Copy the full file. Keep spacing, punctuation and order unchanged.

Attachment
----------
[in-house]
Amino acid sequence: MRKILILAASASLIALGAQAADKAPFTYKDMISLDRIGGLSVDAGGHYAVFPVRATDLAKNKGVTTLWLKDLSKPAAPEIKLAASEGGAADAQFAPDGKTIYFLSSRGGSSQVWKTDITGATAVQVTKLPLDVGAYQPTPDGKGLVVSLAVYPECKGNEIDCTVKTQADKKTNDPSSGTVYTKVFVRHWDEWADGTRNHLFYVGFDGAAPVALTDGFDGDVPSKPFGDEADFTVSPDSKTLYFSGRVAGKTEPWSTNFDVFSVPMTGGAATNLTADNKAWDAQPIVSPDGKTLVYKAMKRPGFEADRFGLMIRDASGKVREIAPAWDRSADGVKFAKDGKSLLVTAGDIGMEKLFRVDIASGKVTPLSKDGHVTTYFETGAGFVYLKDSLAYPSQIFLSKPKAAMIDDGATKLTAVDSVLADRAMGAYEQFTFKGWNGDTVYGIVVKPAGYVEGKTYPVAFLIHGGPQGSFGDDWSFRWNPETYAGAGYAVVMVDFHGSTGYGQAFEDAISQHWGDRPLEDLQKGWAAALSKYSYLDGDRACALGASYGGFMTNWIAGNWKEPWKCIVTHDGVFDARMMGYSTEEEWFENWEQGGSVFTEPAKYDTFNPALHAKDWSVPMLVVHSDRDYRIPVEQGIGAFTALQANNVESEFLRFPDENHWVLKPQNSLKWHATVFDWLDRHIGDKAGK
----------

[in-house]
Amino acid sequence: MRKILILAASASLIALGAQAADKAPFTYKDMISLDRIGGLSVDAGGHYAVFPVRATDLAKNKGVTTLWLKDLSKPAAPEIKLAASEGGAADAQFAPDGKTIYFLSSRGGSSQVWKTDITGATAVQVTKLPLDVGAYQPTPDGKGLVVSLAVYPECKGNEIDCTVKTQADKKTNDPSSGTVYTKVFVRHWDEWADGTRNHLFYVGFDGAAPVALTDGFDGDVPSKPFGDEADFTVSPDSKTLYFSGRVAGKTEPWSTNFDVFSVPMTGGAATNLTADNKAWDAQPIVSPDGKTLVYKAMKRPGFEADRFGLMIRDASGKVREIAPAWDRSADGVKFAKDGKSLLVTAGDIGMEKLFRVDIASGKVTPLSKDGHVTTYFETGAGFVYLKDSLAYPSQIFLSKPKAAMIDDGATKLTAVDSVLADRAMGAYEQFTFKGWNGDTVYGIVVKPAGYVEGKTYPVAFLIHGGPQGSFGDDWSFRWNPETYAGAGYAVVMVDFHGSTGYGQAFEDAISQHWGDRPLEDLQKGWAAALSKYSYLDGDRACALGASYGGFMTNWIAGNWKEPWKCIVTHDGVFDARMMGYSTEEEWFENWEQGGSVFTEPAKYDTFNPALHAKDWSVPMLVVHSDRDYRIPVEQGIGAFTALQANNVESEFLRFPDENHWVLKPQNSLKWHATVFDWLDRHIGDKAGK